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From Riches to Rags, and Back? Explaining the Growth Trajectory of Argentina since the 1890s

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Author Info

  • Campos, Nauro F.
  • Karanasos, Menelaos G.
  • Tan, Bin

Abstract

Argentina is the only country in the world that was “developed” in 1900 and “developing” in 2000. Although various underlying reasons have been identified (chiefly political instability, financial development, inflation, trade openness, and international financial integration), no study has quantitatively assessed their relative importance. This paper tries to fill this gap. We use the power-ARCH framework and annual data since 1896 to study how important are these factors vis-à-vis both growth and growth volatility. Our results suggest that financial development, trade openness and political instability are the main factors, with important differences in terms of their short versus long-run behavior. --

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Bibliographic Info

Paper provided by Verein für Socialpolitik, Research Committee Development Economics in its series Proceedings of the German Development Economics Conference, Frankfurt a.M. 2009 with number 37.

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Date of creation: 2009
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Handle: RePEc:zbw:gdec09:37

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Related research

Keywords: economic growth; financial development; volatility; political instability; trade openness; power-GARCH;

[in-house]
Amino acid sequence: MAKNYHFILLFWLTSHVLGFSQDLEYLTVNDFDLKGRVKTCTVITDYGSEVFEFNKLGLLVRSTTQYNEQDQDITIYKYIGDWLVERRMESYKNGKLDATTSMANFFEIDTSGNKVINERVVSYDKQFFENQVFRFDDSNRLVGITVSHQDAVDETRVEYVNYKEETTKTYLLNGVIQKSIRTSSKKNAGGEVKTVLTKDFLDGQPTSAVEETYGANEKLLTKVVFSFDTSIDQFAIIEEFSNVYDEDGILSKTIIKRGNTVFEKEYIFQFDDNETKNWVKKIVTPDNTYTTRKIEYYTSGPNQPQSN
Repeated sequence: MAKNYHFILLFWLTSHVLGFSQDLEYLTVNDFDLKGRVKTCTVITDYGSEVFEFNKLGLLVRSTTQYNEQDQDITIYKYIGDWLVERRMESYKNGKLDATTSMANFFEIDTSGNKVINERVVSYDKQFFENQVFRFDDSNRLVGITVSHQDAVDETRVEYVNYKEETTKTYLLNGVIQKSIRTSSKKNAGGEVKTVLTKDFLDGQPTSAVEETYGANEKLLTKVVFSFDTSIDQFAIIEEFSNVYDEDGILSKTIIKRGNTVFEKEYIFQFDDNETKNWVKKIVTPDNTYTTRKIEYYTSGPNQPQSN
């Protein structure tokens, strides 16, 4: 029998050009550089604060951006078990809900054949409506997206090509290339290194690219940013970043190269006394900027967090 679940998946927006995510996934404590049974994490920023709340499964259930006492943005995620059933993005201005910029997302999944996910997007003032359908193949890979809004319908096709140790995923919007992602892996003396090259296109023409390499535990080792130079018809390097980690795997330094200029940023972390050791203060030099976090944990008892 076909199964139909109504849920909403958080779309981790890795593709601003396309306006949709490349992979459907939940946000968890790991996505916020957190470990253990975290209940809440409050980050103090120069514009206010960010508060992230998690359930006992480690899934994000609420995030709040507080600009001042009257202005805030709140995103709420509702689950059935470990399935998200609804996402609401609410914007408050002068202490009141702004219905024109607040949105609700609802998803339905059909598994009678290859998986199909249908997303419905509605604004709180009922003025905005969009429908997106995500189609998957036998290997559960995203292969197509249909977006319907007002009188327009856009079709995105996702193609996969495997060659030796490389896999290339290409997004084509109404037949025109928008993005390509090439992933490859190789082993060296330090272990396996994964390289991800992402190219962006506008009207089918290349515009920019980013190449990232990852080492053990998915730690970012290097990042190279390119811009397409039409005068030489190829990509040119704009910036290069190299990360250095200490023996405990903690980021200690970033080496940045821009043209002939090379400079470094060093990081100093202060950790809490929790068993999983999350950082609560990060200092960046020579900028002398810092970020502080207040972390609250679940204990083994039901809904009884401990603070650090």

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References

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  1. Aaron Tornell & Frank Westermann & Lorenza Martinez, 2004. "The Positive Link Between Financial Liberalization, Growth and Crises," NBER Working Papers 10293, National Bureau of Economic Research, Inc.
  2. Sanz-Villarroya, Isabel, 2005. "The convergence process of Argentina with Australia and Canada: 1875-2000," Explorations in Economic History, Elsevier, vol. 42(3), pages 439-458, July.
  3. Kaminsky, Graciela Laura & Schmukler, Sergio L., 2002. "Short-run pain, long-run gain : the effects of financial liberalization," Policy Research Working Paper Series 2912, The World Bank.
  4. Gerardo della Paolera & Alan M. Taylor, 1997. "Finance and Development in an Emerging Market: Argentina and the Interwar Period," NBER Working Papers 6236, National Bureau of Economic Research, Inc.
  5. Leandro Prados de la Escosura & Isabel Sanz Villarroya, 2006. "Contract Enforcement and Argentina’s Long-Run Decline," Working Papers in Economic History wp06-06, Universidad Carlos III, Departamento de Historia Económica e Instituciones.
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Cited by:
  1. Campos, Nauro F & Karanasos, Menelaos G. & Tan, Bin, 2008. "Two to Tangle: Financial Development, Political Instability and Economic Growth in Argentina (1896–2000)," IZA Discussion Papers 3752, Institute for the Study of Labor (IZA).

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